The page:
• Dating What Daddy Hates: John Parse is clearly not thrilled that his daughter is dating a common drug dealer, and it's implied that this isn't the first time she's brought home an unworthy suitor. Despite this, Ava truly seems to love Colin.
  • Death of a Child: Not only does Ira not survive the movie, his death is just as violent as everyone else’s.
  • Downer Beginning: The film starts with Vos controlling a young hostess to assassinate a target and then commit Suicide by Cop.
  • Downer Ending: Vos kills her husband Michael before then shooting and killing their son Ira. In the de-briefing after Colin expires and Vos is pulled out of the machine, she's shown the pinned butterfly from the beginning. This time around, she doesn't mention that she felt guilty about killing the insect, indicating that she's lost any remaining empathy and compassion she still had.
  • Driven to Suicide: After killing someone, Vos has the host commit suicide, or at least attempts to make them do so.
  • Emotionless Girl: Vos is extremely out-of-touch with her personal life, which Girder views as a good thing, as it means she's close to becoming a perfect assassin. She has trouble relating to her family and has to practice what she'll say to them in the same way she practices taking over someone else's body.
  • Eye Scream: In the Facial Horror mentioned below, Vos manages to pluck Parse’s eyeball out while attempting to kill him.
  • Facial Horror: Vos horrifically disfigures John Parse's face with a fire poker when she tries to kill him.
  • Fan Disservice: All the sex in the movie is portrayed as such. Vos can't get over thoughts of violence when having sex with her husband, and the sight of frontal nudity involving Colin and Ava is undermined by the fact that Vos is possessing his body the whole time.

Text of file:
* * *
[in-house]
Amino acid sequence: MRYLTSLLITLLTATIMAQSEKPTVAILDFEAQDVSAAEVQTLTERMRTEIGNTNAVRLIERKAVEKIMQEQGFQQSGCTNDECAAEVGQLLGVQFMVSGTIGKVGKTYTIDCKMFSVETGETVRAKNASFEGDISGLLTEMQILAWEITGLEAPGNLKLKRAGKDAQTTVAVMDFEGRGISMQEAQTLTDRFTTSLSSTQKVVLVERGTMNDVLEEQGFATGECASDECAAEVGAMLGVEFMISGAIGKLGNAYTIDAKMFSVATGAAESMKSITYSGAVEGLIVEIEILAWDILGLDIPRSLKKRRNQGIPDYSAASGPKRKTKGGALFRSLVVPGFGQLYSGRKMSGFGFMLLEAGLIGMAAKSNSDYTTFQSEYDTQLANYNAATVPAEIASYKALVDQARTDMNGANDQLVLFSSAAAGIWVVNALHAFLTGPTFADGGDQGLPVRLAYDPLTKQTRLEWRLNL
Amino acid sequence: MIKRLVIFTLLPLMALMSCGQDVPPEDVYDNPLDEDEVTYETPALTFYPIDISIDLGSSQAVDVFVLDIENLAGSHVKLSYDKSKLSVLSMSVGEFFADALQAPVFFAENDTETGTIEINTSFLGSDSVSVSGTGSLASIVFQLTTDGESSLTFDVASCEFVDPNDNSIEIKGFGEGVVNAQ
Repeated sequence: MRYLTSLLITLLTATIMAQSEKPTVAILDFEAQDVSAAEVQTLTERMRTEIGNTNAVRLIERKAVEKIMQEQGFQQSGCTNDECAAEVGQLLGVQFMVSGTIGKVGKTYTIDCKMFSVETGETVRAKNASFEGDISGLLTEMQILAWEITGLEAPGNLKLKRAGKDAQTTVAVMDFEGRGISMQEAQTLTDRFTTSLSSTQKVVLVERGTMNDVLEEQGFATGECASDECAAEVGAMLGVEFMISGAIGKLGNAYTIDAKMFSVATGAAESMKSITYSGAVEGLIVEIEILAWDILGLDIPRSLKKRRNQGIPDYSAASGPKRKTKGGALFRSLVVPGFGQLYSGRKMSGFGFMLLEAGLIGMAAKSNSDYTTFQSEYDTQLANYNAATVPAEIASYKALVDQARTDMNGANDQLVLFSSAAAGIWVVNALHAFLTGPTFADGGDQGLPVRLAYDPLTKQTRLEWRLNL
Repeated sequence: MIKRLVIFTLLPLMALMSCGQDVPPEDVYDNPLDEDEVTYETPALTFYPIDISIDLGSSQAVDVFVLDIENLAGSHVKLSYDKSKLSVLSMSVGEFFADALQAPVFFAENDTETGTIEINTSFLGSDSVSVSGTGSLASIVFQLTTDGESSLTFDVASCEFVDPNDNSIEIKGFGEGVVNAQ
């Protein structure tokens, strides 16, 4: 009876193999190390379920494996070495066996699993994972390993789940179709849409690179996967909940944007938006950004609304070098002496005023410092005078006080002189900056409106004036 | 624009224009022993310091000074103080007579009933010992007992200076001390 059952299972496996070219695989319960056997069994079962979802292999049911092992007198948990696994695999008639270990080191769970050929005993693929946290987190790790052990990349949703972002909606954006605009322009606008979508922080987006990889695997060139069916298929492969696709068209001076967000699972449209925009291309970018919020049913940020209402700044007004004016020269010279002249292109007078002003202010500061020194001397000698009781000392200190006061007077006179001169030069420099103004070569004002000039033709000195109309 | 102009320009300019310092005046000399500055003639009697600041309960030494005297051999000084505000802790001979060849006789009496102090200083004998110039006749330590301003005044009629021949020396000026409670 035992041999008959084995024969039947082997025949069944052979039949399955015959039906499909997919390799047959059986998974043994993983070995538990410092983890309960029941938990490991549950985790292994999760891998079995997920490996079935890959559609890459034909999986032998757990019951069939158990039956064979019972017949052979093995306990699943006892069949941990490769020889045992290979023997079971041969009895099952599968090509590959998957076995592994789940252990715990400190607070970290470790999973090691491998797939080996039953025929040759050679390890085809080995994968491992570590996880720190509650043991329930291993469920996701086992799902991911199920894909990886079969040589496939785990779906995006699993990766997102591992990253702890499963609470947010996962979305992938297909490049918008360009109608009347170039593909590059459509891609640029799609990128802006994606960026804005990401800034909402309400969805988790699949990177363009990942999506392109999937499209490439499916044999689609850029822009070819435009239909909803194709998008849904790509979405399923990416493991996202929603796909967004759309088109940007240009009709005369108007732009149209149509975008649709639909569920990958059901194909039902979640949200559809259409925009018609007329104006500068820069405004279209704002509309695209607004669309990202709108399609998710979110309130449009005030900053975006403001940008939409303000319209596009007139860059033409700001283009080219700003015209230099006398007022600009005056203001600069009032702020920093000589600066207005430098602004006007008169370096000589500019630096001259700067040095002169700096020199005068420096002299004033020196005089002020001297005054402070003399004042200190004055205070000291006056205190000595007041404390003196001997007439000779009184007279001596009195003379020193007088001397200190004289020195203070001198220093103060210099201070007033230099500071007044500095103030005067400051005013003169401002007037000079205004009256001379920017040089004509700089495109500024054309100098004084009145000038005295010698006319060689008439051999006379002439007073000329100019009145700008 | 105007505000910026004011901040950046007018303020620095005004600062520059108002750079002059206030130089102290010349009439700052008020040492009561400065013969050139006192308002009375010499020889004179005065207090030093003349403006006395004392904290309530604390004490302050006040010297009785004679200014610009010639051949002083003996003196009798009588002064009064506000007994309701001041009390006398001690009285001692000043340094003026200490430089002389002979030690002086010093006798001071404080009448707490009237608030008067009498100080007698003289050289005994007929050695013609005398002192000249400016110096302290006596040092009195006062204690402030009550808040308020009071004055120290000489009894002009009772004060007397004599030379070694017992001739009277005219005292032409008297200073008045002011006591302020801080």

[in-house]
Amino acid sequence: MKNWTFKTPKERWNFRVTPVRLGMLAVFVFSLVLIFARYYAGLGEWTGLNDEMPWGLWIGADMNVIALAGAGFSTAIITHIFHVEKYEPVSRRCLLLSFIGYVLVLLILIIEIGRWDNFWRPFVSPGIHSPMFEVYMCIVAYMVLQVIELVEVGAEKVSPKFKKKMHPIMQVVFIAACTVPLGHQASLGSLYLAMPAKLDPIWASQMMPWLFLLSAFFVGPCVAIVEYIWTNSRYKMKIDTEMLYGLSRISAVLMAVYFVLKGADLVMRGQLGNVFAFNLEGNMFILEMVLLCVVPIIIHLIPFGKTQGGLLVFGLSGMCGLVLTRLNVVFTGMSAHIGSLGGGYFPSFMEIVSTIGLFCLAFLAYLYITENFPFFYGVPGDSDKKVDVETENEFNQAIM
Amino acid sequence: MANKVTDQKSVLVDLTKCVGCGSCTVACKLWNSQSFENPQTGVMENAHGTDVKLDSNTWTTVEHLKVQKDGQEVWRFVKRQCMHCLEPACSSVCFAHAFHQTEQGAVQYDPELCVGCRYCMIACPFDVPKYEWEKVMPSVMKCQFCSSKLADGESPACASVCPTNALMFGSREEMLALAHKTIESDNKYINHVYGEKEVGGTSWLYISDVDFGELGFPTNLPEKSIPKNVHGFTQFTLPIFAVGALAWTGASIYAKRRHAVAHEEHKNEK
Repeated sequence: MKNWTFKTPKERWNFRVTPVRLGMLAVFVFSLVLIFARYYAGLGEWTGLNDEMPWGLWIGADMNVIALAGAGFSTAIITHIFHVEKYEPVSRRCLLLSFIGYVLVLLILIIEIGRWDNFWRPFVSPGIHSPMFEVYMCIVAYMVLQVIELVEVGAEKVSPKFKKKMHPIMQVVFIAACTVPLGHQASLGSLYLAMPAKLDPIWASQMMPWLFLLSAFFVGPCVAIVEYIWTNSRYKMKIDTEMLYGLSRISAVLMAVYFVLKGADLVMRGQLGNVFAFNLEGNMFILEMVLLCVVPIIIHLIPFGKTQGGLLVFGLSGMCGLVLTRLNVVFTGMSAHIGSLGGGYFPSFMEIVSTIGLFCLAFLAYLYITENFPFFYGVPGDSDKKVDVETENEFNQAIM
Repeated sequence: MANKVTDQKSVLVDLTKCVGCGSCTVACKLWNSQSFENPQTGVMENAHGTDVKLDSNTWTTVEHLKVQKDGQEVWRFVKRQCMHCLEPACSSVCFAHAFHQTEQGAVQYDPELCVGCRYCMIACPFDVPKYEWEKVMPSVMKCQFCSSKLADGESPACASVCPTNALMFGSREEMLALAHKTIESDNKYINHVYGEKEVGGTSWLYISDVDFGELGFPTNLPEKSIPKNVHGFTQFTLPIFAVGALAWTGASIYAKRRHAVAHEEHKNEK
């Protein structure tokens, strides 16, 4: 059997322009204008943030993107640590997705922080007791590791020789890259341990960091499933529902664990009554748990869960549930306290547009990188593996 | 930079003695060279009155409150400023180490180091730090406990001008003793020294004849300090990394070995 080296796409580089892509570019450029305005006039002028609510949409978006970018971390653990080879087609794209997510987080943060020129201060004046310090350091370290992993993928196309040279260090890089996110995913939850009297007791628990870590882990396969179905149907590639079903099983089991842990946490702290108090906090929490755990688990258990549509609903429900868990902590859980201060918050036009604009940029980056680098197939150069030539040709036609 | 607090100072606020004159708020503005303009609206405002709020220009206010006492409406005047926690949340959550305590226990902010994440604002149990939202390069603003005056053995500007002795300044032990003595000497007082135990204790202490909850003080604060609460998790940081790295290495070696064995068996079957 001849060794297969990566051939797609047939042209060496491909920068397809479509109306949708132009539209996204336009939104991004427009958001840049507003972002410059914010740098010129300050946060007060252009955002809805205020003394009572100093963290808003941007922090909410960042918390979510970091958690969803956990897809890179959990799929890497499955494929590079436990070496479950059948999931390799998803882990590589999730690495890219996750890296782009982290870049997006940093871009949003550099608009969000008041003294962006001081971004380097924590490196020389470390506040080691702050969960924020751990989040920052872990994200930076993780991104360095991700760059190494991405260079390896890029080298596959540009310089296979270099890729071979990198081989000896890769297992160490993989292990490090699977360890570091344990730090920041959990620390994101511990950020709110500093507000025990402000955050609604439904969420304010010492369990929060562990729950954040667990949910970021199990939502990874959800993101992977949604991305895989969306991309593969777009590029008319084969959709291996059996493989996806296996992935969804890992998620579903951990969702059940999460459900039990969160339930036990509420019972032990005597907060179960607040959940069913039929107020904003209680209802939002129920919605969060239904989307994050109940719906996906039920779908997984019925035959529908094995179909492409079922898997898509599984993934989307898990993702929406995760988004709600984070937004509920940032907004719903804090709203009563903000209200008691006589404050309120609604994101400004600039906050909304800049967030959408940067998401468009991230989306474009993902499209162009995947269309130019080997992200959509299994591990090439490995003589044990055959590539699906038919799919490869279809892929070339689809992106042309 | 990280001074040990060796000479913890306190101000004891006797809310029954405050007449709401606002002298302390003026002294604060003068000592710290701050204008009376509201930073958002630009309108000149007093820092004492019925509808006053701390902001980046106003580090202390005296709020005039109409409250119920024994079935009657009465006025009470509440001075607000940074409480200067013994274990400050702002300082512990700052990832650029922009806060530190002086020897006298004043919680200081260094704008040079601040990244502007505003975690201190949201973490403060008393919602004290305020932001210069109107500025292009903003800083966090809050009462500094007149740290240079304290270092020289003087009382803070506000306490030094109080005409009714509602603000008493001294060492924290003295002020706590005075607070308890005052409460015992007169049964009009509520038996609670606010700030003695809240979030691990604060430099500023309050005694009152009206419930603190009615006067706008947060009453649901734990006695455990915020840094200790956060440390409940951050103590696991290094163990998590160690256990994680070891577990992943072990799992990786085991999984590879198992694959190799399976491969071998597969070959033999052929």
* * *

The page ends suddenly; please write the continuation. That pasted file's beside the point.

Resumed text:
• Fate Worse than Death: Parse survives the assassination attempt but must now live with a missing eye, a heavily mutilated face, severe brain damage, and a deceased daughter. The last shot of him in the movie shows him confined to a wheelchair in his garden, exhibiting a look of complete despair and resignation.
  • Gorn: There isn’t a single death in the movie that doesn’t result in horrific blood loss.
  • Grand Theft Me: What Vos does to Colin and her other hosts.
  • Karma Houdini: Girder succeeds in getting Vos to kill every single target, including her own family, without getting caught.
  • Last-Name Basis: Girder is only known by her surname.
  • The Mole: Eddie actually works for Vos's company and is a mole in Parse's.
  • Murder in the Family: The assassination against John and Ava Parse is set up by Ava's brother Reid, who wants to inherit the company instead of Ava.
  • Outliving One's Offspring: Both Tasya and John have lost their children by the end of the film, although neither seems particularly fazed by their losses.
  • Puppeteer Parasite: Vos serves as this for her hosts.
  • R-Rated Opening: In just the first ten minutes, Vos forces an innocent woman to brutally stab a man to death before getting shot to death by the police.
  • There Is No Kill Like Overkill: Many of Vos's kills reflect this with extremely gory results.
  • Too Dumb to Live: When Colin (under Vos' control) returns to confront Parse while he's drinking some scotch, Parse is completely unphased by Colin pulling out a loaded pistol and refusing to leave the mansion. Parse doesn't take this threat seriously at all (even though Colin had attempted to beat him up at the party earlier), so it's not surprising what follows when he mumbles at Colin to get lost before standing up to go to bed.
  • The Tooth Hurts: In addition to poking his eye out, Vos also stabs Parse in the mouth with the poker during her assasination attempt, graphically shattering many of his teeth in the process.
  • Trailers Always Spoil: The official trailer reveals pretty much the entire plot, from the opening assassination to the failed attempt on Parse to Colin threatening Vos's family, leaving out only the smallest bits of context and the ending itself.
  • Villain Protagonist: Tasya Vos, an emotionless assassin, is the film's lead.